Nevertheless, I also think it is essential to acknowledge that literary works - like all works of art - operate in our culture in a way that is not, finally, reducible to these instrumental, objective techniques. There seems to be something in the practice of art in Western culture that exceeds all attempts to subsume it under positivist principles; and my claim is that this excess is not just an empirical fact about the history of art but what makes art art.

It is not possible to offer any kind of blueprint or programme for the response to a literary work that can be said to do justice to it: this is because of what it means to "do justice" - to respond inventively to invention, singularly to singularity, in a way that doesn't simply implement existing protocols or conventions. It follows that there can be no guarantee that anything I say or write will do justice to the work I'm commenting on; this can only be a judgment of other listeners or readers, who do or do not find that my response brings the original work to life in a new and valuable way. Nevertheless, I'll risk a few suggestions about literary criticism today, always remembering that there are no rules and that the next literary study I read may contravene everything I say here and yet be remarkably successful in doing justice to its subject. When I use the word "criticism" I'm including any verbal response that aims to do justice to what is of value and importance in a literary work, or group of works, or oeuvre. And in talking about criticism I am talking, mutatis mutandis, about teaching.

The best criticism, I would argue, is personal, written by a critic willing to acknowledge the particular, unique history that has formed him or her, and the specific situation from which he or she writes. Philosophers may write as if their words were impersonal expressions of truth, sub specie aeternitatis, but the critic doesn't need this illusion: we write as individuals, with individual combinations of knowledge, prejudice, skill and sensitivity. The best criticism is also alert to the demands and needs of the particular time and place, of the conversation it is joining, of the values it is endorsing or challenging; and it has an important relation to the future, implying as it does a promise, a trust, perhaps even a risk. Because of its awareness of its cultural situatedness it is also aware of its provisionality: it is not claiming to reveal truths about the work that all previous, and less able, critics have failed to see, nor is it assuming its judgments will remain valid for all time.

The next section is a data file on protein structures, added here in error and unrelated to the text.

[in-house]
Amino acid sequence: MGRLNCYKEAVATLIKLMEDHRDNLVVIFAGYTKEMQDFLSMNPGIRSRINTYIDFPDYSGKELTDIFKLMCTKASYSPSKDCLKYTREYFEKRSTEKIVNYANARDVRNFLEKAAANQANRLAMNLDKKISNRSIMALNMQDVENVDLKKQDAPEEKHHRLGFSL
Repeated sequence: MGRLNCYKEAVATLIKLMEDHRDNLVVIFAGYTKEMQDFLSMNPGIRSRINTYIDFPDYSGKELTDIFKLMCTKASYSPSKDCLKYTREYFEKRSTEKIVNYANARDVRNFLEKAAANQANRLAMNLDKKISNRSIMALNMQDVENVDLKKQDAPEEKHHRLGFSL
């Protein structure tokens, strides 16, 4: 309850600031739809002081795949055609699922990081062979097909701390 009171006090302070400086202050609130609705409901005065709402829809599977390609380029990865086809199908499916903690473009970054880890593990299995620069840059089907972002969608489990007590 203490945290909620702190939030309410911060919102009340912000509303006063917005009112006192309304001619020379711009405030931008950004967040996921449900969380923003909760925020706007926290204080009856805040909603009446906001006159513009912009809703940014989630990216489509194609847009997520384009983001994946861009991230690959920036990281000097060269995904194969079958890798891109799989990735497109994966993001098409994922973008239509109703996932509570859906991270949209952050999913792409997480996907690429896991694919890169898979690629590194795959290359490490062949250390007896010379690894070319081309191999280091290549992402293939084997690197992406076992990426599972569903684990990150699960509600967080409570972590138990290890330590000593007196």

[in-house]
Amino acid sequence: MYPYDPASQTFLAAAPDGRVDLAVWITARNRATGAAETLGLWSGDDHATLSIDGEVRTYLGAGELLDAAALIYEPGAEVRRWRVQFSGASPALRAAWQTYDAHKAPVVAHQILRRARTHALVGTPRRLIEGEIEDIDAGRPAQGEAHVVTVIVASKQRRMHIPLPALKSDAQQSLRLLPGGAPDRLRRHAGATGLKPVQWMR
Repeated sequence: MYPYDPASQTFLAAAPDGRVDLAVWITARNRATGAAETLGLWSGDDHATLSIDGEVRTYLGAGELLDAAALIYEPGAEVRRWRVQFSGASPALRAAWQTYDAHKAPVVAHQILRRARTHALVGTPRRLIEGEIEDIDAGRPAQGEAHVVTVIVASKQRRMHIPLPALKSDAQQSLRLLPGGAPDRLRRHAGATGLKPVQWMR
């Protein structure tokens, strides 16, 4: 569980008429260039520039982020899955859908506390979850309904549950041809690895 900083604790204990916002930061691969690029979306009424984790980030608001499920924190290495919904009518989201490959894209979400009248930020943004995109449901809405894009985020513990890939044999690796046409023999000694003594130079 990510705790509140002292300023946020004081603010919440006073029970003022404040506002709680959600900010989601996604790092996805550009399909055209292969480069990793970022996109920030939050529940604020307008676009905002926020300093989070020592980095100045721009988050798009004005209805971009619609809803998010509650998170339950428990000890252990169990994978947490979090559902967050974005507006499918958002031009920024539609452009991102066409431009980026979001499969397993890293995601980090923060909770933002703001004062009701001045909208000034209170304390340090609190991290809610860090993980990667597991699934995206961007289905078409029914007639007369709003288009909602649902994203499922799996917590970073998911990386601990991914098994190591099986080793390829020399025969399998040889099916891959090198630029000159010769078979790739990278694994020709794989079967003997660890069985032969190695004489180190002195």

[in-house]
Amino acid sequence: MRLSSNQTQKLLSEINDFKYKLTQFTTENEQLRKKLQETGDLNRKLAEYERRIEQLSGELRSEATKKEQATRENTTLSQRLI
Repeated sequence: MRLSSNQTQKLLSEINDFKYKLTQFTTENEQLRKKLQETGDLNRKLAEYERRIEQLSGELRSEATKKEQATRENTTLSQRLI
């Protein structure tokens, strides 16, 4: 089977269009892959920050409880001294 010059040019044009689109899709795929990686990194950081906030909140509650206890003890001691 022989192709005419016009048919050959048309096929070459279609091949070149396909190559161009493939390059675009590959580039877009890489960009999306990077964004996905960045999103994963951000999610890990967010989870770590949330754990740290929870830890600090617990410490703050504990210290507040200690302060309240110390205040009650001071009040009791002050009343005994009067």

The best criticism is alert to both the originality and the inventiveness of the work. By originality, I mean its newness in the context of its time, opening up new possibilities for literature, for the articulation of feeling and thought in language. By inventiveness I mean its capacity to convey in the present a sense of that opening up (whether or not this reproduces the inventiveness of its moment of production). Such criticism is, by the same token, alert to the work's strangeness, to the demands it makes upon the reader to expand his or her sympathies, imagination, intellectual reach or emotional range.

The best criticism affirms the work it responds to - it is through our responses that we keep artworks alive - but this doesn't mean it eschews negative judgments. If the critical response is an attempt at an honest reflection of the experience of reading, of performing, of living with and living through a literary work, it is likely to include moments of disappointment, of valleys as well as peaks. It's also likely to express doubts and uncertainties, a recognition that both one's understanding and one's ability to express what one perceives are being tested to the limit.

Finally, the best criticism is rigorous in reflecting the critic's actual experience of the work and in resisting the ever-present temptation to exploit the powerful machinery of critical discourse to make merely ingenious points. For the tools we have at our disposal are extremely powerful; thanks to the brilliant examples of William Empson and I.A. Richards, William K. Wimsatt and Cleanth Brooks, Roman Jakobson and Gérard Genette, and many others, we've inherited techniques of analysis that can be widely taught and put to use, even by those who are left unmoved by the works they are analysing. I am not suggesting that we abandon these techniques, just that we make sure they're used to clarify and explain the experience of the work's singularity and inventiveness in an alert and committed reading.

Something of the inventiveness, the openness, the chanciness, that goes into the writing of literature needs to carry over into our teaching, our criticism and our research - if, that is, we research not only as historians, linguists, sociologists or moralists but as scholars whose primary interest is in literature. This may get harder and harder as what David Lurie in J.M. Coetzee's Disgrace calls "the great rationalization" gathers strength, but it's surely a battle worth fighting.

This is part of a guest lecture given at the annual general meeting of the Council for College and University English in March.